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Office of the Governor

March 10, 2017

Governor Rauner Signs Legislation to Improve Illinois' Criminal Justice System

Allie Bovis

Legislation includes parts of recommendations by the Illinois State Commission on Criminal Justice and Sentencing Reform

CHICAGO – Governor Bruce Rauner today, joined by Sen. Kwame Raoul (D-Chicago), Rep. Jehan Gordon-Booth (D-Peoria), ICJIA Director John Maki, and other elected officials in Chicago, signed Senate Bill 2872, legislation to ensure we can safely reduce our overuse of prison and help make our communities safer. SB 2872 is the most comprehensive criminal justice reform Illinois has enacted to date.

“By signing the bill, we're doing what's right for the people of Illinois,” said Governor Rauner. “For years our criminal justice system has been broken. This bill embodies the right way to safely reduce the overuse of our prison system while making our communities safer. Together, we can reduce our prison population by 25 percent by 2025.”

SB 2872 charges the Illinois Criminal Justice Information Authority (ICJIA), the state’s public safety research agency, to provide strategic planning and technical assistance to help communities effectively address trauma victims’ experiences, particularly in communities with high levels of crime. It strengthens the discretion judges can use to ensure that offenders receive the appropriate punishment, including probation as an alternative to being sent to the Illinois Department of Corrections. It also expands opportunities for inmates to participate in rehabilitative programming, which is the most effective way for IDOC to reduce recidivism.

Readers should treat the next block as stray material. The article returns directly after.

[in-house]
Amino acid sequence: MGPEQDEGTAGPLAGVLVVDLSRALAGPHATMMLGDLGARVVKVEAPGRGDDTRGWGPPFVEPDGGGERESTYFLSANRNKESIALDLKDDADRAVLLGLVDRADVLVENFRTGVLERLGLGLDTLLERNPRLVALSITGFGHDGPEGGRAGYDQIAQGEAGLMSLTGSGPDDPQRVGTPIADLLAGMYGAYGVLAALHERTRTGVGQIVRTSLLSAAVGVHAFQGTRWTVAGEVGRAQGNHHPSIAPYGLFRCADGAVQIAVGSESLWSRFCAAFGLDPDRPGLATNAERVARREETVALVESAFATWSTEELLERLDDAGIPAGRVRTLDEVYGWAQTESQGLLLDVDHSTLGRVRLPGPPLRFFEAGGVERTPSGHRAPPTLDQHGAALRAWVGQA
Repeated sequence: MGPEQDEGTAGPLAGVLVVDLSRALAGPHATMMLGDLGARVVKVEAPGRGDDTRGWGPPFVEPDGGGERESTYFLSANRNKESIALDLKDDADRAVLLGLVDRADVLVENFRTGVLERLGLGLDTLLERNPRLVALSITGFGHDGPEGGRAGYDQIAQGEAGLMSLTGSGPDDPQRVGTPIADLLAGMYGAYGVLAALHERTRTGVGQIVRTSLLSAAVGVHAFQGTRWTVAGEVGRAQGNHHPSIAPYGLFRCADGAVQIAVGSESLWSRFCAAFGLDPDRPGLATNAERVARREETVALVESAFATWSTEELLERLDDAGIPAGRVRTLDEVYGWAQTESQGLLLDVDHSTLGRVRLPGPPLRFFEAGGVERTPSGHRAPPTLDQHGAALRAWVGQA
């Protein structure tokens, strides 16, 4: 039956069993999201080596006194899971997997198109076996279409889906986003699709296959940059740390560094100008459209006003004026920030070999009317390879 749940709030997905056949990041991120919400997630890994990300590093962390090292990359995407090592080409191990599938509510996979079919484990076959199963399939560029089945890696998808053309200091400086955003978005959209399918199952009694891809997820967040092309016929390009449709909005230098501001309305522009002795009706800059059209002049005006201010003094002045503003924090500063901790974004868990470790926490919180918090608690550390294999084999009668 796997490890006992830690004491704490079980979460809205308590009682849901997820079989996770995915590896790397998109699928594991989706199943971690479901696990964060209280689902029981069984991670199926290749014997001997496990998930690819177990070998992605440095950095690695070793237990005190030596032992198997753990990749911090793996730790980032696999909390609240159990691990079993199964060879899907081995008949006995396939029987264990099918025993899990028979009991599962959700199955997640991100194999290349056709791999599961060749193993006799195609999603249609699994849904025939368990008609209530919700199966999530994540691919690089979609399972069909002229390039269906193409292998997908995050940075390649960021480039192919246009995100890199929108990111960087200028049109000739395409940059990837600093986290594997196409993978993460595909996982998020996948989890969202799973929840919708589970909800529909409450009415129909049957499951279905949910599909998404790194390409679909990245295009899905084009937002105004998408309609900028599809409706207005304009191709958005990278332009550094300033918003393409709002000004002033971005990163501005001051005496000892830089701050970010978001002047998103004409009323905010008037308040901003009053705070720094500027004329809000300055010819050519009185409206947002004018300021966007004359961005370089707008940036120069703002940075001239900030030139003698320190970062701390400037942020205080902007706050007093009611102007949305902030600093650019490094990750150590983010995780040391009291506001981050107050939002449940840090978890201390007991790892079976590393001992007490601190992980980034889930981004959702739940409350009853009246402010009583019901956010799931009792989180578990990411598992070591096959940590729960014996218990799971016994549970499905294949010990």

“For too long the only response to crime in our communities has been locking people up. Today our prisons are overflowing but many people are returning back to their communities worse off than when they went in. Incarceration as the singular response to crime and victimization isn’t working to make us safer,” Rep. Gordon-Booth said. “Meeting the needs of crime victims means fixing our broken criminal justice system. That is why we must change our focus from incarceration to real safety: trauma recovery services for victims, crime prevention and rehabilitation. We have a long road ahead of us, but I am hopeful when I see this historic coalition of Democrats and Republicans who have come together to pass this bill."

“There’s been a lot of focus on violence in Chicago and what we do know is that a lot of people young and old suffer trauma from this ongoing violence," Sen. Raoul said. "Untreated trauma can lead to more violence. Having trauma recovery centers in communities is an important element to dealing with the overall violence problem.”

"This bill is the most comprehensive and important criminal justice reform Illinois has enacted to date," ICJIA Director John Maki said. "It is a model for how states should address crime and the overuse of incarceration. It creates opportunities for inmates to earn credit by participating in rehabilitative programs, strengthens judicial discretion, and focuses existing resources on helping victims and communities most impacted by crime heal."

The legislation included parts of recommendations made by the Illinois State Commission on Criminal Justice and Sentencing Reform in its efforts to reduce the state’s current prison population by 25 percent by 2025.

Additional information on the Illinois State Commission on Criminal Justice and Sentencing Reform can be found here.

Video of the event will be posted here.


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